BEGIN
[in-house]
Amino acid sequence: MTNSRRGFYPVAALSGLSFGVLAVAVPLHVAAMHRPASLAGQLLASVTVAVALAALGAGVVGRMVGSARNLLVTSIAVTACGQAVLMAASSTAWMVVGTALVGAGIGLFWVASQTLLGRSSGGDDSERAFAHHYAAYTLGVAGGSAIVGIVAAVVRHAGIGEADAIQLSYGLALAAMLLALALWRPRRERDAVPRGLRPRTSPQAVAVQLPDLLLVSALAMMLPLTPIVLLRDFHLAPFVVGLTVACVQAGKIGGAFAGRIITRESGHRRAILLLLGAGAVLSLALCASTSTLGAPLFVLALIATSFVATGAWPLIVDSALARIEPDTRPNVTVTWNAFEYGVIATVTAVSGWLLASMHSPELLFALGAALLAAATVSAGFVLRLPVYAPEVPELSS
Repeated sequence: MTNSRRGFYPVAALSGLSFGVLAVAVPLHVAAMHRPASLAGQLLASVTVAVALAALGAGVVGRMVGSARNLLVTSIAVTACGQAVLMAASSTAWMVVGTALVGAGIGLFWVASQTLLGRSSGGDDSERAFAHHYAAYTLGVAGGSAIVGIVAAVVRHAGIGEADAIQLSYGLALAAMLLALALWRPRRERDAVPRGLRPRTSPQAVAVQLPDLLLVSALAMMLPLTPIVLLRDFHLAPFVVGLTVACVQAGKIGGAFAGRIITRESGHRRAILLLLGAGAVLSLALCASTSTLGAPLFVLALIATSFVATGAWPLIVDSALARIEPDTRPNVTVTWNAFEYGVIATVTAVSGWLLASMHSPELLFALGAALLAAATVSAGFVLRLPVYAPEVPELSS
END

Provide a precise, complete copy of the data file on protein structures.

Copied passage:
[in-house]
Amino acid sequence: MTNSRRGFYPVAALSGLSFGVLAVAVPLHVAAMHRPASLAGQLLASVTVAVALAALGAGVVGRMVGSARNLLVTSIAVTACGQAVLMAASSTAWMVVGTALVGAGIGLFWVASQTLLGRSSGGDDSERAFAHHYAAYTLGVAGGSAIVGIVAAVVRHAGIGEADAIQLSYGLALAAMLLALALWRPRRERDAVPRGLRPRTSPQAVAVQLPDLLLVSALAMMLPLTPIVLLRDFHLAPFVVGLTVACVQAGKIGGAFAGRIITRESGHRRAILLLLGAGAVLSLALCASTSTLGAPLFVLALIATSFVATGAWPLIVDSALARIEPDTRPNVTVTWNAFEYGVIATVTAVSGWLLASMHSPELLFALGAALLAAATVSAGFVLRLPVYAPEVPELSS
Repeated sequence: MTNSRRGFYPVAALSGLSFGVLAVAVPLHVAAMHRPASLAGQLLASVTVAVALAALGAGVVGRMVGSARNLLVTSIAVTACGQAVLMAASSTAWMVVGTALVGAGIGLFWVASQTLLGRSSGGDDSERAFAHHYAAYTLGVAGGSAIVGIVAAVVRHAGIGEADAIQLSYGLALAAMLLALALWRPRRERDAVPRGLRPRTSPQAVAVQLPDLLLVSALAMMLPLTPIVLLRDFHLAPFVVGLTVACVQAGKIGGAFAGRIITRESGHRRAILLLLGAGAVLSLALCASTSTLGAPLFVLALIATSFVATGAWPLIVDSALARIEPDTRPNVTVTWNAFEYGVIATVTAVSGWLLASMHSPELLFALGAALLAAATVSAGFVLRLPVYAPEVPELSS